(527d) Multiscale Molecular Modeling of Polymer/Silica Nanocomposites

Fermeglia, M., University of Trieste
Posocco, P., University of Trieste
Pricl, S., University of Trieste
Handgraaf, J. W., Culgi BV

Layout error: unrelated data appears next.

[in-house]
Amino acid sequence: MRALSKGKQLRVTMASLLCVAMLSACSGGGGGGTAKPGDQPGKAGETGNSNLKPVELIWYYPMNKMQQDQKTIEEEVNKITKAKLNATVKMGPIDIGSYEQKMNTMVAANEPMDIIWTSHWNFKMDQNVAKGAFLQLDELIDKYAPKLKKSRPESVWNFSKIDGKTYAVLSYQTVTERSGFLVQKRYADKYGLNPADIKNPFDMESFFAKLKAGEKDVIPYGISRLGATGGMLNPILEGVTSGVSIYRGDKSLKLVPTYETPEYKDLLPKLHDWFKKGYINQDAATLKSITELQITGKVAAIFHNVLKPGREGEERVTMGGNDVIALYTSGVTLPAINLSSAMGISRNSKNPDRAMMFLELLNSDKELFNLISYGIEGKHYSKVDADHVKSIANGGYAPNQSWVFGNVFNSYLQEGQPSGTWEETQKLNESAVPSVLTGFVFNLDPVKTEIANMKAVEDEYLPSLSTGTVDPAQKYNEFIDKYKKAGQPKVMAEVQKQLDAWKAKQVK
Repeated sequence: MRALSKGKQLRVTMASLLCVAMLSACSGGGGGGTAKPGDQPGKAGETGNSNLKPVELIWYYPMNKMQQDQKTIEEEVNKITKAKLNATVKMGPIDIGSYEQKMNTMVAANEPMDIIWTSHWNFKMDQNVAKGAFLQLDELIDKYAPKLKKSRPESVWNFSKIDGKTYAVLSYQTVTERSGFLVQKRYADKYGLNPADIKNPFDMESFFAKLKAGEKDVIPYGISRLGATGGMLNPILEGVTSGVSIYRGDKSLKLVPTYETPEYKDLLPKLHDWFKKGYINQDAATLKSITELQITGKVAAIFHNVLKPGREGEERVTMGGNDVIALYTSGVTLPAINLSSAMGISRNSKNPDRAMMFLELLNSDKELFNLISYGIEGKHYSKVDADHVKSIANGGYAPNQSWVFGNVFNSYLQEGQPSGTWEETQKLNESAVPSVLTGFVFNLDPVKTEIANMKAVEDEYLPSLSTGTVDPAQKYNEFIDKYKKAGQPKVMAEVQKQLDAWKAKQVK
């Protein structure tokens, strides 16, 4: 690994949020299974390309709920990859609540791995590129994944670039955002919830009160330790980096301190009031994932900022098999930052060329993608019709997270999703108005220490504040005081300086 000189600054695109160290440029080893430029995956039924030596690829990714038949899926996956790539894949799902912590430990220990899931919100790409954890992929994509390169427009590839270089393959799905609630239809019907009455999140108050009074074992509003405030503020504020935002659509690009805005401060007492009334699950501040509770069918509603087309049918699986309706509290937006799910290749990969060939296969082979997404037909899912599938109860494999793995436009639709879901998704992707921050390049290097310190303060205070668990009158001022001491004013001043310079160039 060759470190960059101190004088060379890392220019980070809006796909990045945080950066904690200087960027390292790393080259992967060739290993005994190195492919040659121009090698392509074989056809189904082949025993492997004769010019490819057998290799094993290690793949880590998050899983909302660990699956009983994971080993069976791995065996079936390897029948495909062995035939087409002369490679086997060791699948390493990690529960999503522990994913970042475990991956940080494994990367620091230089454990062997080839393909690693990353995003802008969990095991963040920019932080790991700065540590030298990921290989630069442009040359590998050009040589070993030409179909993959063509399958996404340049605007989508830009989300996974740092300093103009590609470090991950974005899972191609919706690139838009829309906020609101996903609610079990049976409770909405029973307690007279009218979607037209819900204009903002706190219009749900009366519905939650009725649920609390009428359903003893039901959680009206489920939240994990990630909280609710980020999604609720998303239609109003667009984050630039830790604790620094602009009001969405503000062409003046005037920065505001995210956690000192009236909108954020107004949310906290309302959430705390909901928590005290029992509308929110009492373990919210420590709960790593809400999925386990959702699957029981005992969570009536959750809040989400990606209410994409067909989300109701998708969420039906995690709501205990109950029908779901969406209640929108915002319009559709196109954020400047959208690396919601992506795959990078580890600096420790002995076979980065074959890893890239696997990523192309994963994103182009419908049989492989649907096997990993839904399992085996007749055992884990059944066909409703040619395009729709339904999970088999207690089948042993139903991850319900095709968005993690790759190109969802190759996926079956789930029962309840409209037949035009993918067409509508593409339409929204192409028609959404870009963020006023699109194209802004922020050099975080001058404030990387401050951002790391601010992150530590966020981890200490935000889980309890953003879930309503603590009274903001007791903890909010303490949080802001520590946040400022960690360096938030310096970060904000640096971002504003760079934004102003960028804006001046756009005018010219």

One of the major goals of computational material science is the rapid and accurate prediction of properties of new materials. In order to develop new materials and compositions with designed new properties, it is essential that these properties can be predicted before preparation, processing, and characterization. Despite the tremendous advances made in the modeling of structural, thermal, mechanical and transport properties of materials at the macroscopic level (finite element (FE) analysis of complicated structures), there remains a tremendous uncertainty about how to predict many critical properties related to performance. The fundamental problem here is that these properties depend on the structure that the material exhibits at a length scale ranging from few to some dozens of nanometers, and this structure depends strongly on the interactions at atomistic scale. To substantially advance the ability to design useful high performance materials, it is then essential that we insert the chemistry into the mesoscopic (MS) modeling. Currently, atomistic level simulations such as molecular dynamics (MD) or Monte Carlo (MC) techniques allows to predict the structure and properties for systems of considerably large number of atoms and time scales of the order of microseconds. Although this can lead to many relevant results in material design, many critical issues in materials design still require time and length scales far too large for practical MD/MC simulations. Given these concepts, it is than necessary to carry out calculations for realistic time scales fast enough to be useful in design. This requires developing techniques useful to design engineers, by incorporating the methods and results of the lower scales (e.g., MD) to mesoscale simulations. One of the most reliable and used method for mesoscale simulation is the dissipative particle dynamics (DPD) in which the equation of motion is applied to agglomerates of matter (beads) that are subject to a soft potential. One of the main issue in applying DPD to real systems is the estimation of the parameters to be inserted in the soft potential. In particular the interaction parameter plays a relevant role in the morphology of the system. In this work, we developed a multiscale modeling procedure to predict the morphology at nanoscale and the consequent macroscopic properties for nanocomposites basd on polymers and silica-grafted nanoparticles. The recipe is based on the following steps:(i) estimation of DPD interactions parameters via calculation of interaction energies by atomistic molecular dynamics simulations; (ii) their mapping onto mesoscale energies; (iii) DPD simulations for morphology determination, and (iv) estimation of macroscopic thermal and mechanical properties by finite element calculations. Systems of direct industrial interest will be considered, and comparison with experiments will be discussed.